New mural celebrates Central City’s past, future
HUNTINGTON, W.Va. (AP) — Celebrating the past, present and future of Central City is the mission of a mural created by members of this year’s West Virginia Governor’s Honors Academy.
The mural, located on the side of the old St. Cloud Fire Station on 14th Street West and Madison Avenue, is a class project for students of GHA, and on July 16, community members were invited to paint it with them.
“We’ve invited the entire Central City community to come and paint because we thought that was really important since it’s in their community,” said Karen Gergely, a six-year instructor at GHA. “I think a lot of folks are going to see that this is so large that it’s something almost impossible to get done in a short amount of time, and I think coming together to do it is a big deal. It’s like, how can we involve the community in conversation?”
The mural features odes to Central City’s past, including the Abbott Theater, as well as images that represent its present, such as an Open to All sticker. Another feature of the mural is the recreation of old photographs showing children watching a parade in Central City; Gergely said this represents the past while also looking to the future.
“For the first week we were in the community learning about aesthetics, but also collecting history, talking to the folks that are in the community about what they see as the past, the present and the future of Central City,” Gergely said. “And then we looked at some archival photographs and started to put those things together. We sourced all of this to put into one big mural together, and our big theme was the past, the present and the future of Central City. They wanted to incorporate that but also keep a contemporary feel to it and start to think about the future.”
Gergely said students have been working on the project for the duration of GHA, a three-week program taking place at Marshall University. As well as painting the mural, students are creating short documentaries detailing their time spent on the project. Gergely said student input was important for the project, and she considers herself to be a teaching artist to the students.
“We talked about how to talk to officials, how to work with a business owner,” she said. “I taught them where to get the paint. We projected it one night and traced the entire thing, so they understood that whole process. We talked about how to mix paint and how to mix colors, and we talked a lot about organization of images and how to make that happen, too.”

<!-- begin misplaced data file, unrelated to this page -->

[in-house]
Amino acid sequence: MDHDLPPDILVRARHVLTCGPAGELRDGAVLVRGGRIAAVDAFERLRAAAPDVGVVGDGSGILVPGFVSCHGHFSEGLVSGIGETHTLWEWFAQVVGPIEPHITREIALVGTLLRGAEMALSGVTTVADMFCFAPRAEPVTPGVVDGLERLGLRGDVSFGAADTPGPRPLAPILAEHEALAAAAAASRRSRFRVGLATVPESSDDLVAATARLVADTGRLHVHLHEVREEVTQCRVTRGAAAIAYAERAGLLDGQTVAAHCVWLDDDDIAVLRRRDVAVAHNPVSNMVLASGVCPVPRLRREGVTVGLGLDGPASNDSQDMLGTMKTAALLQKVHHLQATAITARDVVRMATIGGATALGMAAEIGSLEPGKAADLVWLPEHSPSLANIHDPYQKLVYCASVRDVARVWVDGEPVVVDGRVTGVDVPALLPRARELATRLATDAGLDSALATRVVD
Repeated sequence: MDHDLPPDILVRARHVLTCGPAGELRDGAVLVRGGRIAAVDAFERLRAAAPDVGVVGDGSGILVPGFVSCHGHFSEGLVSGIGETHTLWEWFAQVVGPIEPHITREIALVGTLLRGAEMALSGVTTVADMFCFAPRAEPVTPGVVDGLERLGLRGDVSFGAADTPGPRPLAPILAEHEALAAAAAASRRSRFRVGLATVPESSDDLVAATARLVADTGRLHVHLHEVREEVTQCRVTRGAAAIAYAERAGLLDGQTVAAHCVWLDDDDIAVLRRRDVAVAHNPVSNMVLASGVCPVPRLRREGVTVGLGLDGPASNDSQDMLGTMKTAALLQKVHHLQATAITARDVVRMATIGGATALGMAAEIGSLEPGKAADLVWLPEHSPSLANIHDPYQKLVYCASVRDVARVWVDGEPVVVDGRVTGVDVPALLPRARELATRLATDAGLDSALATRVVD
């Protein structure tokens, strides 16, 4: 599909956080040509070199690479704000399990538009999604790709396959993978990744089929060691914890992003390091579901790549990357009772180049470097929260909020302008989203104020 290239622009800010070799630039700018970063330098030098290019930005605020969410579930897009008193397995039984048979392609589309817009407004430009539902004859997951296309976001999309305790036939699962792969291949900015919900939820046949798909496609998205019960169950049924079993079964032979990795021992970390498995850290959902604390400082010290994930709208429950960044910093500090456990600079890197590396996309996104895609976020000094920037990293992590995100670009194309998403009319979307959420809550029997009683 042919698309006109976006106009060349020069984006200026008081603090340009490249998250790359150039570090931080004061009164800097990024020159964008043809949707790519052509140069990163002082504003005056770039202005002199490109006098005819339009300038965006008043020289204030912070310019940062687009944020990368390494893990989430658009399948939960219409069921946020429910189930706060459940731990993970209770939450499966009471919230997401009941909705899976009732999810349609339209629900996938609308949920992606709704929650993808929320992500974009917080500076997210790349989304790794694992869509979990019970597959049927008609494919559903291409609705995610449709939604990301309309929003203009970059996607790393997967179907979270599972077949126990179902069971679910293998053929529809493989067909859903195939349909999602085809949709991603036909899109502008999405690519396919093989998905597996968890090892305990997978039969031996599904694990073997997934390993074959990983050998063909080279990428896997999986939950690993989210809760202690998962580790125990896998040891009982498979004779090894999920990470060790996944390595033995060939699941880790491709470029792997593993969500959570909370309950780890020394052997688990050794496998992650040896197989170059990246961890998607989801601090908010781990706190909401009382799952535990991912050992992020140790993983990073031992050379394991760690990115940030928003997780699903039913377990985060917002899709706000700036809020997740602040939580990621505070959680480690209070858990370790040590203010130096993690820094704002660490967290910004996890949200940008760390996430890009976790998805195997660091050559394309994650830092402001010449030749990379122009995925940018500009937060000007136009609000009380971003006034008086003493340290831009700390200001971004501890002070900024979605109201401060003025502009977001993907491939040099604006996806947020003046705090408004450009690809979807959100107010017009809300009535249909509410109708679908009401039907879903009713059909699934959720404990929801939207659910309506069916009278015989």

The theme of the class taught by Gergely is community, art and revitalizing Appalachia through public artwork.
“We’re talking a lot about revitalizing Appalachia. All these students are from Appalachia and they’re learning how they can bring this to their community,” she said. “Hopefully I’m equipping them with the skills that they need, that they can take this back to their community.”
GHA member Caleb Spry, of Fort Gay, West Virginia, said he plans to create a mural at home with Gergely’s help.
“I’m not sure what the mural will be yet, but I want to go back and ask if there’s a space where I can do it because there’s a lot of places where it could be done,” Spry said. “But (Gergely) said she’d help me write the grants and she would help me get the money to get the paint.”
Spry said his favorite part of the mural is the teamwork aspect, and he’s excited to see how it turns out.
“For the mural to work in such a big space, you have to be able to think about the composition, the space and all the lines, how they work together. It would be hard to do it alone,” Spry said.
Spry said he hopes community members “can remember to see the past but also look forward to the future” because of the mural.
Gergely said students find their place at GHA.
“I think for me, what’s great is that these students want to be here and that they find a place here, where sometimes they don’t always find a place at their high schools,” Gergely said. “But I think the best thing is it’s a positive experience for students, rising seniors, in West Virginia, and for me, these are like the current leaders of our state at the moment. And if they can bring this energy back into their communities, it’s a huge deal.”
Information from: The Herald-Dispatch, http://www.herald-dispatch.com